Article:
Read more:,0,7948302.story#ixzz2tjlAI0Us

CFP: Call for Articles and Lesson Plans for an edited volume based upon the Civil War pocket diaries of Emilie Frances Davis, a freeborn black woman

February 10, 2014

Articles and Lesson Plan proposals are invited for an edited book titled “The Emilie Frances Davis Companion Reader” (Apprentice House, May 2014).


The book will be a supplement to the forthcoming “Notes from a Colored Girl: The Civil War Pocket Diaries of Emilie Frances Davis,” (USC Press, May 2014) written by Karsonya Wise Whitehead, Ph.D. 


Emilie was a freeborn black woman who lived in Philadelphia during the United State Civil War. From 1863-1865, she recorded her daily activities in three leather-bound pocket diaries. In “Notes,” Whitehead provides a transcription of Davis’ diaries and reconstructs her life by exploring her worldviews and politics, her perceptions of both public and private events, her personal relationships, and her place in Philadelphia’s free black community in the nineteenth century.


The editors welcome articles and lesson plans written for students in either K-5th grade; 6th-8th grade Social Studies; or high school history courses. Each lesson plan will use entries from Davis’s diary to help students connect her life to theirs. Lesson plans are needed in the followingareas:




*Social Studies





Articles and Lesson Plans should be no more than 15 double-spaced pages, including endnotes. Please note, The Chicago Manual of Style must be used for citations.


The DEADLINE for all submissions is March 28, 2014.


“The Emilie Davis Companion Reader” will be co-edited by Dr. Conra Gist and Dr. Karsonya Wise Whitehead. Direct all questions and submissions to and to receive entries from the diary.


"Emilie Frances Davis"  (this is a picture of what she might have looked liked) painting by Calvin Coleman

“Emilie Frances Davis”
(this is a picture of what she might have looked liked)
painting by Calvin Coleman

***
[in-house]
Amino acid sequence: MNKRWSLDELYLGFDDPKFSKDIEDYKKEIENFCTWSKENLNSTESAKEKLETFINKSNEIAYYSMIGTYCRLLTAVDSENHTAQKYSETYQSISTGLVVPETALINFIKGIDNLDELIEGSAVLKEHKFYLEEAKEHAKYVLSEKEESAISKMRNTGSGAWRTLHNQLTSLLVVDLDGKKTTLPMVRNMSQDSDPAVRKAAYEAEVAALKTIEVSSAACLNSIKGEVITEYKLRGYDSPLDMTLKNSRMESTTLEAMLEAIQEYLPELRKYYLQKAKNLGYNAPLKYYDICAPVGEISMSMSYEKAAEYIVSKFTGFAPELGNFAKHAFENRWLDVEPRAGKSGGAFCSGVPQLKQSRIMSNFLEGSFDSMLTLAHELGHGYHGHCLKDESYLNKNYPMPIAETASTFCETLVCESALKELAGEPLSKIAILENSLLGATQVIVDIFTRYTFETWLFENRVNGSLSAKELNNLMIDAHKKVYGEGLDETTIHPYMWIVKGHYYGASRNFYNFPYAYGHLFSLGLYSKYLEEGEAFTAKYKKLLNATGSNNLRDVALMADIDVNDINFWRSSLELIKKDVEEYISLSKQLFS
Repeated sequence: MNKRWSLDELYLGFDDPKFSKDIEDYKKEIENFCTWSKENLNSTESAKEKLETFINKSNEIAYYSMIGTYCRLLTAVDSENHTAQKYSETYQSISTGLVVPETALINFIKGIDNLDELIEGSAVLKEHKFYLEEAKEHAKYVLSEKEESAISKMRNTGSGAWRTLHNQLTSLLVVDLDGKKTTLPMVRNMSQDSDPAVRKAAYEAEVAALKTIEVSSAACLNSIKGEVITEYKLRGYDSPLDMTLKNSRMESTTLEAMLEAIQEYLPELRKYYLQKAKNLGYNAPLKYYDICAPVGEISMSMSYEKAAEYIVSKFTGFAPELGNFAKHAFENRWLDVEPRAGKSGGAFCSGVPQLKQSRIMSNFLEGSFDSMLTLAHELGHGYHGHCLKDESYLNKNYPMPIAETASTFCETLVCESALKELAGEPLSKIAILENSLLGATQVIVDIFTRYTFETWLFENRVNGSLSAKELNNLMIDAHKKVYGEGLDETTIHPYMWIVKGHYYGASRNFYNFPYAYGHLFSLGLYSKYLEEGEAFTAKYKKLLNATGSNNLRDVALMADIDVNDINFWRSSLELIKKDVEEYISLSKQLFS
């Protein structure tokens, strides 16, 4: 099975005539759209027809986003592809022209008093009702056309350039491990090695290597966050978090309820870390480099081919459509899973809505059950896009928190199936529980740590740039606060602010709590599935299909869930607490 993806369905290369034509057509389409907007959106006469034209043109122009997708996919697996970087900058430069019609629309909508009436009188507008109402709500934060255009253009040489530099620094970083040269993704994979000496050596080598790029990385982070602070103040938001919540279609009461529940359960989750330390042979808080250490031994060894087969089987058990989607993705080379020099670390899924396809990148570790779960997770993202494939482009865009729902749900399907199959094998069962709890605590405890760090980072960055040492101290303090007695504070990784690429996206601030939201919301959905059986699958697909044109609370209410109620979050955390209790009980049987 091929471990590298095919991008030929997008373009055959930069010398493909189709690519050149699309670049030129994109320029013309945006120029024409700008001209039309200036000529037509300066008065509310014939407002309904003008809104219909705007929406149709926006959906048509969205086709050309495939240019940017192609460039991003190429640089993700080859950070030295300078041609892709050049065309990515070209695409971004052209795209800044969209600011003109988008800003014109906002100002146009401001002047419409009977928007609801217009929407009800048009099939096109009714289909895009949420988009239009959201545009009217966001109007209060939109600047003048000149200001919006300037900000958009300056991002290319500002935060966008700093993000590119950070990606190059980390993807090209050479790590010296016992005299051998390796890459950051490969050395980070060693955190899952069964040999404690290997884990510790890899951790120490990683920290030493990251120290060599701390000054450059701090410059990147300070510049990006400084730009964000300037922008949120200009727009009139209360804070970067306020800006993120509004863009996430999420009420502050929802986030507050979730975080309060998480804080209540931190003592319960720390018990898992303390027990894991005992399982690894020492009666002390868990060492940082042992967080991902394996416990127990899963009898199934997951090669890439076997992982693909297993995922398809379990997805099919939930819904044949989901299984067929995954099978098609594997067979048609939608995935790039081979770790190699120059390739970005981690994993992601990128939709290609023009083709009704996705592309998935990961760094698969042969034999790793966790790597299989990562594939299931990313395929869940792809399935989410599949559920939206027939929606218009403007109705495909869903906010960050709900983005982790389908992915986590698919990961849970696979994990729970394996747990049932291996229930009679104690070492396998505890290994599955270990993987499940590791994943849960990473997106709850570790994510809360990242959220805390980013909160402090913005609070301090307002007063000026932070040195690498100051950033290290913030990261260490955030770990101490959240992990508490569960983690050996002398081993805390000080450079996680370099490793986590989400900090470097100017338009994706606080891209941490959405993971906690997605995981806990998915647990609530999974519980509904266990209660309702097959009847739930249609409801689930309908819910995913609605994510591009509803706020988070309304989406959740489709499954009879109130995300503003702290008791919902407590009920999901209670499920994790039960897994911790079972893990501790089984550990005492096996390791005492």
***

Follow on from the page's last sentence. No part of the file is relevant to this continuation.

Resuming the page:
8 Things to Consider for Black History Month

February 5, 2014

*This was reposted from

By Brigid Darragh

February 4, 2014

The Association for the Study of African American Life and History has selected Civil Rights in America as this year’s theme to mark the 50th anniversary of the 1964 Civil Rights Act.

Signed into law on July 2, 1964, by President Lyndon B. Johnson, the Civil Rights Act outlawed major forms of discrimination against racial, ethnic, national, and religious minorities and women. It made illegal the unequal application of voter registration requirements and racial segregation in schools, at the workplace, and by public facilities.

Fifty years following the signing of this landmark piece of legislation into law, what should we be thinking and talking about this month?

Kaye Whitehead, Ph.D., offers some topics to consider.

Whitehead is an assistant professor of communication and African and African American Studies at Loyola University Maryland.

She is also a historian and Master Teacher in African American History, and a three-time New York Emmy-nominated documentary filmmaker.

Her new book, Sparking the Genius, expands on a lecture about Carter G. Woodson’s 1933 work, The Mis-Education of the Negro, which challenged readers to think about the importance of sparking the genius in young people in a world where obstacles for race, gender, and religion still prohibit people from becoming who and all they might be.

This month, Whitehead will be giving talks at several universities and conferences around the country on Black history, contemporary issues, and Sparking the Genius, which hit bookstore shelves last week.

She will be discussing the following in her classes and on public radio during Black History Month.


The 50th anniversaries of:


1. Freedom Summer

Also known as the Mississippi Summer Project, Freedom Summer was a campaign launched in June 1964 with the goal to register as many African-American voters as possible in Mississippi, which had a history of excluding blacks from voting.

It was organized by the Council of Federated Organizations (COFO), a coalition of the Mississippi branches of the four major civil rights organizations (SNCC, CORE, NAACP and SCLC).

The Mississippi Summer Project set up dozens of Freedom Schools, Freedom Houses, and community centers in small towns throughout the state to aid African Americans.

2. The deaths of Schwerner, Chaney, and Goodman

Three American civil rights workers were killed by members of the Mississippi White Knights of the Ku Klux Klan, the Neshoba County’s Sheriff Office, and the Philadelphia Police Department in Philadelphia, Mississippi, in June 1964, for their participation in Freedom Summer and helping blacks to register to vote.

Their murders sparked national outrage and a massive federal investigation; outrage over their deaths assisted in the passing of the Civil Rights Act of 1964 and the Voting Rights Act of 1965.


3. The founding of the Organization of Afro-American Unity (OAAU) by Malcolm X

The goal of the OAAU was to fight for the human rights of African Americans and promote cooperation among Africans and people of African descent in the Americas. The OAAU also focused on voter registration, school boycotts, housing rehabilitation, rent strikes, and social programs for addicts, unwed mothers, and troubled children.